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Wednesday, 3 February 2010

Politicians renew calls for to ban far right Neo-Nazi political party the NPD in Germany

Seven years after Germany’s high court refused to ban the neo-Nazi NPD party, a growing number of politicians are advocating a renewed attempt to end their legitimacy.

Members of Chancellor Angela Merkel’s conservative Christian Democrats (CDU), their Bavarian sister party the CSU, and opposition centre-left Social Democrats (SPD) want the right-wing extremists off the country’s political playing field, daily Bild reported on Monday.
“The NPD follows clearly anti-constitutional goals and must disappear from the political landscape,” Bavarian Interior Minister Joachim Herrmann (CSU) told the paper. “I am working on a new case for an NPD ban.”
To strengthen his case, Herrmann encouraged the country’s domestic intelligence agency to disengage its top spies in surveillance of NPD leadership. The 2003 ban request reportedly failed because the constitutional court believed that domestic intelligence agents from the Verfassungsschutz could have influenced the actions of the neo-Nazis under their watch.
“For a successful ban we don’t need the information from (them),” Herrmann told the paper. “There is enough material that proves the NPD is an enemy of the constitution.”
SPD member and Berlin Interior Minister Ehrhart Körting agreed.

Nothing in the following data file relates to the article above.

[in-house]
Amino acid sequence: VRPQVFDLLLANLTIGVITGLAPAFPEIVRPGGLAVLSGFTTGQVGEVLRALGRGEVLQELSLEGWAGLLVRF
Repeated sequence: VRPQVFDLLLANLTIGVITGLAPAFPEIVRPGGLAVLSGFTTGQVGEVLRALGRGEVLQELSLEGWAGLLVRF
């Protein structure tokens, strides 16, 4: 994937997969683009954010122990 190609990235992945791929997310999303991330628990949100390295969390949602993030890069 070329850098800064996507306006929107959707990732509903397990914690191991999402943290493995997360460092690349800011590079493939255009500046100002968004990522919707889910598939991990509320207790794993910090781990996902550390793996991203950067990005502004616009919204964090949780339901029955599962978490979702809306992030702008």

"According to my estimation the NPD is an anti-constitutional party that should be banned," he told the paper. "This is open to see. For this I don’t need any (Verfassungsschutz) people."
Meanwhile Interior Minister for the state of Mecklenburg-Western Pomerania Lorenz Caffier (CDU) told the paper that existing evidence shows the right-wing extremist party to be aggressively attempting to attack Germany democracy and replace it with Nazi ideology.
SPD interior expert Sebastian Edathy also supported the disengagement of intelligence agents to further the case against the neo-Nazi party.
The Local

The National Democratic Party of Germany (German: Nationaldemokratische Partei Deutschlands, NPD), is a pan-German nationalist political party. The party was founded in 1964 as a successor to the German Reich and is often classified as being on the far right of the political spectrum. The party bills itself "Deutschlands stärkste Rechte" (Germany's strongest right-wing party). Udo Voigt has led the Party since 1996.

The mainstream media and the NPD’s political opponents often label the party as a Neo-Nazi organization. The German Federal Agency for Civic Education, or BPB, has criticized the NPD for working with members of organizations which the federal courts later found to be unconstitutional and were disbanded. The party rejects this depiction, calls it an attempt to discredit the NPD's politics and states that the party stands for the interests of the German people and for the German state. The German federal intelligence agency, the Bundesamt für Verfassungsschutz, classifies the NPD as a "threat to the constitutional order" because of its platform and philosophy, and the party is under their observation.
In recent years, the Party has focused on broad social issues such as unemployment and economic problems. The Party currently is represented in two of Germany's sixteen state parliaments with no seats at the federal level.